William Pappaconstanineau thinks he might be the second best foosball player on Earth: “I’m definitely top three, probably number two, but this guy Frédéric Collignon from Belgium is the best of all time.” He says this after thinking for a moment. He's an honest guy, there’s no endorsement money at stake, and he’s thinking about trying his hand at a different career anyway. That might be a good idea. On July 14, Pappaconstanineau, who goes by Billy Pappas, emerged from a field of 6,683 players to qualify for the final round of the World Series of Poker, which will kick off on November 10. On July 15, he cashed out his winnings. Today, he’s deciding what to do with his next few months and, to a lesser degree, his life.
“When the cashier said I had $730,000 in my account I was a bit freaked because I’d never had more than $15,000 before,” says Pappas, who works as a dealer at the Rockingham Park Poker Room in Salem, New Hampshire when he’s not on tour as a table footballer. “I bought a one way ticket to Las Vegas figuring I’d fly to this Foosball tournament in Austria when I lost. I extended my hotel stay every day. Now I guess I’ll just head home for a bit.”
What makes Pappas' success at the tournament, hosted by Caesar’s Palace, so remarkable is that he’s not the second best poker player on Earth. He actually has no professional poker experience. When he sat down at the last qualification table across from Mark Newhouse, who made the final last year and has racked up millions in wins over a relatively short career, he didn’t even know who he was. Pappas is just a smart kid from Dracut, Massachusetts who got a lucky card or two (notably a pocket four on day five) and kept his head.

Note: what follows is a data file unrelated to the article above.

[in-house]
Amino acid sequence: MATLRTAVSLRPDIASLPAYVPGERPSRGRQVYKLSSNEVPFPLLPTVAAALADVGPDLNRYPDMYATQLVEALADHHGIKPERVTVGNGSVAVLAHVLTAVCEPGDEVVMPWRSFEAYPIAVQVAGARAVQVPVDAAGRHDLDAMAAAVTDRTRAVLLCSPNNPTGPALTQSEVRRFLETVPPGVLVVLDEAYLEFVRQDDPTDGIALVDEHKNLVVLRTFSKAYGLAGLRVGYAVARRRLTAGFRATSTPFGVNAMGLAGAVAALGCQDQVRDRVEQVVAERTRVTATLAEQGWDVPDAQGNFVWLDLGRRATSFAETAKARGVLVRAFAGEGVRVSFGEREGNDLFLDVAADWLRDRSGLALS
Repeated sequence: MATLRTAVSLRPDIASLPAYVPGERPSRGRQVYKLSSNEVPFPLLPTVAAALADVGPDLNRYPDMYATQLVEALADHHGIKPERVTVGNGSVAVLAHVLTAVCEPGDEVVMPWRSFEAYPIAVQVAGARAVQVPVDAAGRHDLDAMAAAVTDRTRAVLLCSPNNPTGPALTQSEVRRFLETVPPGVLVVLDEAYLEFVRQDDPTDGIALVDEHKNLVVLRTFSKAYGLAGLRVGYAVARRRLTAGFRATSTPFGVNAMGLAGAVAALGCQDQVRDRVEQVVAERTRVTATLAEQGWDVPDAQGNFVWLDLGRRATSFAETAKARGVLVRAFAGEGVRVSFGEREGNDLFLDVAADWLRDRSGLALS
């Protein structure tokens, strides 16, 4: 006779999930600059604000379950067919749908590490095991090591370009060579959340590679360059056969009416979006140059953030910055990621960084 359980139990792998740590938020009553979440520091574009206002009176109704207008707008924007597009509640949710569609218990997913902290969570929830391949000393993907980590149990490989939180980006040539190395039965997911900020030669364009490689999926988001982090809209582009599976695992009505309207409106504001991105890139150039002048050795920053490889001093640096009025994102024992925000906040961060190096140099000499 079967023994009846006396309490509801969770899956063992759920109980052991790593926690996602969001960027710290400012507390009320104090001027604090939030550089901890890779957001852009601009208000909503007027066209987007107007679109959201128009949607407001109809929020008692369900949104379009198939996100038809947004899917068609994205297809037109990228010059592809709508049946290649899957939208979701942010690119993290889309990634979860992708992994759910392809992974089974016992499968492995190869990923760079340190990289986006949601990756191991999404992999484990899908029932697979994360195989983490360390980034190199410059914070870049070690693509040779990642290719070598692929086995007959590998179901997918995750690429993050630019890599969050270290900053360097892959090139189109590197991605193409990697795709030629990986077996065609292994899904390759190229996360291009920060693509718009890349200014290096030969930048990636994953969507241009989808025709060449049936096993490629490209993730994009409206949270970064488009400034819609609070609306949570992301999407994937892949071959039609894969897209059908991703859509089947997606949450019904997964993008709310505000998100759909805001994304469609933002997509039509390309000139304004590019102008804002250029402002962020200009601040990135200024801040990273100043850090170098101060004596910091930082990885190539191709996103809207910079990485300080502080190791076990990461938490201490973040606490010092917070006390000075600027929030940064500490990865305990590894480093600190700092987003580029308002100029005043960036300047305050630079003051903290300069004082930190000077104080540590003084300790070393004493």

“I used to play games with buddies and I played on Pokerstars and did pretty well in tournaments,” says Pappas of his background. “My goal was to making it through the first day and cashing. I just set myself small goals after that.”
Pappas, who was staked in the tournament by a wealthy friend from the foosball circuit, has exactly 86 days to prepare for the final round. But he’s pretty sure there is such a thing as too much preparation. “I was good because I wasn’t intimidated,” he says. “Maybe I don’t want to know too much about these guys.” He adds that the one player that put him off his game was Craig McCorkell, a hyper-composed 28-year-old sharp from London. But McCorkell went down against Newhouse’s flush draw.
Craig McCorkell is not one of the “November Nine.” William Pappaconstanineau is.
And that means that – with a bit of luck - Billy Pappas, professional foosballer, has a decent chance to walk away with the $10,000,000 WSOP prize. (Probably not as good a chance as Martin Jacobson, who has won over four million in his career; probably not as good a chance as Newhouse, but a chance nonetheless.) Pappas didn’t expect that, but he does think he can “probably, potentially” rise to the occasion.
“That’s the thing that connects foosball to poker: Knowing your opponent is the most important thing,” he says. “Now I know my opponents.”
Photos by Jayne Furman